April 2020 marked the 55th anniversary of Moore’s law, which has been the feedstock of exuberant innovation in computing. The law stated that the computing or processing power of chip doubles every two years owing to continual transistor size shrinkage. It is astonishing that even after 55 years the essence of this law still holds true. Now, quantum computing, which has a different structure, has taken over the processing technology of traditional silicon transistors propounded in Moore’s law.
A parallel law, called Swanson’s law, exists in the renewable energy world. It is named after Richard Swanson, the founder of SunPower, an American solar cell manufacturer. The law states that the cost of solar PV modules falls by 20 per cent for every doubling of volumes. So far, the law has withstood the test of time. The scale at which renewable energy projects are being added worldwide has given a boost to technological advancements in solar PV and has led to a reduction in costs over the past decade. There has been a dramatic decline in the price of PV cells the world over ($3.50 per watt in 2006 to $0.2-$0.3 per watt in 2019). The trend is expected to continue in the foreseeable future.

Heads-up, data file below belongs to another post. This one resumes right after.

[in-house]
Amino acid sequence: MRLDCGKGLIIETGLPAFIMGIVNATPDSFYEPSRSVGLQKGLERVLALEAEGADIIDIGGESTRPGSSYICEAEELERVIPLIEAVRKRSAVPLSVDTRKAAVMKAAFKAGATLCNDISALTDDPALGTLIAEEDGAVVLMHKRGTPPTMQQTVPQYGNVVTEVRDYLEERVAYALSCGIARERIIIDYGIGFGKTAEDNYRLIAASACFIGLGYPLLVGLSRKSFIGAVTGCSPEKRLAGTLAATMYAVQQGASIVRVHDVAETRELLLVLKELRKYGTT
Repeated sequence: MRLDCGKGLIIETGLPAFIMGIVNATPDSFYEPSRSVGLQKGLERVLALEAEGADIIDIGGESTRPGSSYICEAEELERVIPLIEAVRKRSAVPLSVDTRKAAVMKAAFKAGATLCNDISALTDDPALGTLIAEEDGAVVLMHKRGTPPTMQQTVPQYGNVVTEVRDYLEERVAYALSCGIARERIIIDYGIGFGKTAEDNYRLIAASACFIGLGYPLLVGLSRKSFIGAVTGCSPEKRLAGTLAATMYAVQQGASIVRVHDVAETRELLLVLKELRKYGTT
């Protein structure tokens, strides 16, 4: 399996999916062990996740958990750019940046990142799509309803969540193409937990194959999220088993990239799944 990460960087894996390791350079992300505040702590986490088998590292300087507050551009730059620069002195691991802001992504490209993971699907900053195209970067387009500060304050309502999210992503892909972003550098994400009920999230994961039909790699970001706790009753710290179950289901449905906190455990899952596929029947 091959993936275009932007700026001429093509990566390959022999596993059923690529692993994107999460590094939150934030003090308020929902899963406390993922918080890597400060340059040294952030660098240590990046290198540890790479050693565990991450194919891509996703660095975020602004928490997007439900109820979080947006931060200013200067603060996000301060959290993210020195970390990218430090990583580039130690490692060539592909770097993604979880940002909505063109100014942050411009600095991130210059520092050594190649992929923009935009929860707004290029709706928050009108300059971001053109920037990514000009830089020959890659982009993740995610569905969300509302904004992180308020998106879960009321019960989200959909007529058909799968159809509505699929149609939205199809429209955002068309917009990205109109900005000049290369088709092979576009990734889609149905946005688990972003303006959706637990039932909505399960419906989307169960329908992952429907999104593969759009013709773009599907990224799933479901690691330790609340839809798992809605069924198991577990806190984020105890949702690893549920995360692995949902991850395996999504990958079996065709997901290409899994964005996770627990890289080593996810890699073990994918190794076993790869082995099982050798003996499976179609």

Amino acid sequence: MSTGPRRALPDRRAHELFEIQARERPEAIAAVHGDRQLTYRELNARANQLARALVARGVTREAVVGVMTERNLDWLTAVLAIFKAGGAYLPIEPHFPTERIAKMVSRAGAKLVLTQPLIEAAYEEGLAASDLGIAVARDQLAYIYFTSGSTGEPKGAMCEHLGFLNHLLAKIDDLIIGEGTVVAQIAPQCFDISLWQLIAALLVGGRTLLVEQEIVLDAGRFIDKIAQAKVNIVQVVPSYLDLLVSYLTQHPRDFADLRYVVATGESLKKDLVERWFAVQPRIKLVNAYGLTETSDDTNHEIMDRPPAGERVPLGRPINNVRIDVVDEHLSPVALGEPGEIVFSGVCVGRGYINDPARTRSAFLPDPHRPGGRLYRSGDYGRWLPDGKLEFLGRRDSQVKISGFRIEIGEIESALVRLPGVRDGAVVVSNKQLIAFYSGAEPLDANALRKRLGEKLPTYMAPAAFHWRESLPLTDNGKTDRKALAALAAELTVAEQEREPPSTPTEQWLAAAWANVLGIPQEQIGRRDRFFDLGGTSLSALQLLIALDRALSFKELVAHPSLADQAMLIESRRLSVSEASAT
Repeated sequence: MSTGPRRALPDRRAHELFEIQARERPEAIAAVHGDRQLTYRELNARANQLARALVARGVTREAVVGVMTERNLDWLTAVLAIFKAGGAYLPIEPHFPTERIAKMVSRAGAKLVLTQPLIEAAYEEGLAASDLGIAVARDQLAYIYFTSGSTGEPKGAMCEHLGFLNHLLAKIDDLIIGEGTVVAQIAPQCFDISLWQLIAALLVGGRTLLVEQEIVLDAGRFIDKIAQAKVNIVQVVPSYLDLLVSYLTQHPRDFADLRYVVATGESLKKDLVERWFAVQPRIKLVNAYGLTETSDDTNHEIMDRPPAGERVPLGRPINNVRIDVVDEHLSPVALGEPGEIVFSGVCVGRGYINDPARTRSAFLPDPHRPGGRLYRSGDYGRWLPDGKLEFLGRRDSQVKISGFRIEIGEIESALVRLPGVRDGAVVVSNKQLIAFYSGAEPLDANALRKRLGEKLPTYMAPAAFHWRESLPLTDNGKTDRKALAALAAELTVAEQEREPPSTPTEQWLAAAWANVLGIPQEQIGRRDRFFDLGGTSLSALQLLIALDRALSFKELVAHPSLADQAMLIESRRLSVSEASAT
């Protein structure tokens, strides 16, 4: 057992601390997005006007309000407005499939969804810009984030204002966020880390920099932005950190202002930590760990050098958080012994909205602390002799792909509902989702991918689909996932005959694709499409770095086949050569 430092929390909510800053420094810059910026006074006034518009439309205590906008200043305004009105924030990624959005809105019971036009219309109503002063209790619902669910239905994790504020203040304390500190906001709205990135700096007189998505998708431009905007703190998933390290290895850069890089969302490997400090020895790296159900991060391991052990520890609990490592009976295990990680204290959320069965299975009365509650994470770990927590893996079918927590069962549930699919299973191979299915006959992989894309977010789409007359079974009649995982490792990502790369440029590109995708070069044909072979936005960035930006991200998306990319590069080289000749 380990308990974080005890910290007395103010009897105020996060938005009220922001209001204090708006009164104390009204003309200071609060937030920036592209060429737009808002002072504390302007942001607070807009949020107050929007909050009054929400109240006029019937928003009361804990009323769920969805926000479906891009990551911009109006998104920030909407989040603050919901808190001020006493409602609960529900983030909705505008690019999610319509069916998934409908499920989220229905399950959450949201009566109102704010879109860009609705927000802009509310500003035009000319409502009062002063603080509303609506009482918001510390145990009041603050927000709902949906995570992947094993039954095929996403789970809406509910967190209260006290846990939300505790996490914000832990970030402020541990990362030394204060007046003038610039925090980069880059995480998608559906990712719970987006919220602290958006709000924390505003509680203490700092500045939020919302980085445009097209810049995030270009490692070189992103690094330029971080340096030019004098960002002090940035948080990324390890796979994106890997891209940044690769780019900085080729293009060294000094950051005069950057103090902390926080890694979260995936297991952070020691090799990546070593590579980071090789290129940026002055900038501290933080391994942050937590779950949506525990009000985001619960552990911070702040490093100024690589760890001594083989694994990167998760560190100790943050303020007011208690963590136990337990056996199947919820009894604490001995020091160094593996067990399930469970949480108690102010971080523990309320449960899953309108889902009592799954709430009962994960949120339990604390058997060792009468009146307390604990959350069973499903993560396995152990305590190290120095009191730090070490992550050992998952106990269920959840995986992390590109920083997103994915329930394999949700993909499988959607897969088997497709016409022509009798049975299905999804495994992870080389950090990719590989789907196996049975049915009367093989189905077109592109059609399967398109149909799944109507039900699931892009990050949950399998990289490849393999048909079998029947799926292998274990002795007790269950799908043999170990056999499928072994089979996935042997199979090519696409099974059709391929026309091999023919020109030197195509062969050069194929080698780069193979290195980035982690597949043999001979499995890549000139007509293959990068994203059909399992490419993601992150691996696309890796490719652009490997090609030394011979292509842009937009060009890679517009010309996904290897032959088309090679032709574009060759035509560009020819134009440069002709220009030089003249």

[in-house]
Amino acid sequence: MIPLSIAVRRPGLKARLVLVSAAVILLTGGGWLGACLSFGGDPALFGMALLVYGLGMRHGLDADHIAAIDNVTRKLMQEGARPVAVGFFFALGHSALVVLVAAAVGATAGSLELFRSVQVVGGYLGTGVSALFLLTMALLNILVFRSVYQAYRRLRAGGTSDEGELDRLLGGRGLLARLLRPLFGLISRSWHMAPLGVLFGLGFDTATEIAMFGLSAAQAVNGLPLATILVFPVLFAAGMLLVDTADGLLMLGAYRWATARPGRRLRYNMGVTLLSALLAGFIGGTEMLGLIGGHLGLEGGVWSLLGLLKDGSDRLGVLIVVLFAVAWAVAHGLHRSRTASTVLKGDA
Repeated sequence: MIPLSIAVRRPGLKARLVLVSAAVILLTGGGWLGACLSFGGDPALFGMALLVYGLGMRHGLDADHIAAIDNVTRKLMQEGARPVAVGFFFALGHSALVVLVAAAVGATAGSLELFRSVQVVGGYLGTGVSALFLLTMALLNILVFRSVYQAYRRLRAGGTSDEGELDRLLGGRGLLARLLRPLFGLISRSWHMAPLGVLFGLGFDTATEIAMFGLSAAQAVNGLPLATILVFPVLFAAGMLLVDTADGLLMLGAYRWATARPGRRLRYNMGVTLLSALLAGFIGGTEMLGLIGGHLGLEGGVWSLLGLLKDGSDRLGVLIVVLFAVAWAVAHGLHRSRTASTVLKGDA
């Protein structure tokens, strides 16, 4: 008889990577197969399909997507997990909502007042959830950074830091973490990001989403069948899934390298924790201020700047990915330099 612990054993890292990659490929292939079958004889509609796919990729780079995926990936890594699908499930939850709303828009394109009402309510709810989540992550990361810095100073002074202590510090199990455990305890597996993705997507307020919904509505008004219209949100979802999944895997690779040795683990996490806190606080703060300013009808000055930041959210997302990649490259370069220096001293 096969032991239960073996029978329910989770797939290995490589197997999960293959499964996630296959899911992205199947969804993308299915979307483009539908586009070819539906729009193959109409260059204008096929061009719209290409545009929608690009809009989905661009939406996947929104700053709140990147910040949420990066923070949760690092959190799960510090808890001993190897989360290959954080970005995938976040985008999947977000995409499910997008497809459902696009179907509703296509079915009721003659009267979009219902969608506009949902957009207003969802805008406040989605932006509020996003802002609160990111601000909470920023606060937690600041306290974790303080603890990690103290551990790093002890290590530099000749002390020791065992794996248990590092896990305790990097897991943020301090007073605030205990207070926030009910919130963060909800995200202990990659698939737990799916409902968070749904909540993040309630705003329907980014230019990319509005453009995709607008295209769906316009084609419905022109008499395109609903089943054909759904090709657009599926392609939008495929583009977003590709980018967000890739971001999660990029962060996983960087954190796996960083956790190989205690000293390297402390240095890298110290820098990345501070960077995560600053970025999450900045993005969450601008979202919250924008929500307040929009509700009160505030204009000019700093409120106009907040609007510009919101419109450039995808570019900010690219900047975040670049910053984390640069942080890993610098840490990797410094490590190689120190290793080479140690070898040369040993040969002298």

India, which embarked on its solar journey almost a decade ago, claims to produce the world’s cheapest solar power, thanks to a combination of low-priced panel imports from China, abundant land and cheap labour. The country set an ambitious target of adding 175 GW of renewables by 2022. The prime minister soon announced another milestone of adding 450 GW of renewables by the year 2030. These targets seem Herculean, given the myriad problems, right from renegotiation threats to power purchase agreements (PPAs) to the changing laws and land acquisition norms in resource-rich states. The power curtailments despite projects being given “must-run” status have also acted as a dampener for investors.
The issue of renegotiation of PPAs and the threat of curtailment both have a direct relation to the falling tariffs of renewables in the country. The states, which were the torchbearers of clean energy, are now left with the seemingly unfair baggage of relatively higher-tariff PPAs while others are now reaping the benefits of lower tariffs. States such as Tamil Nadu and Andhra Pradesh, which spearheaded renewable project development, now find themselves commercially bound to honour the seemingly costlier (compared to current tariffs) PPAs signed a few years back. Any renegotiation attempt is a shock for investors and is frowned upon by the central government and industry bodies. Also, since the contracts were sacrosanct and India does not have a workable framework of contract renegotiation, the situation gets unnecessarily complicated with no solution in sight.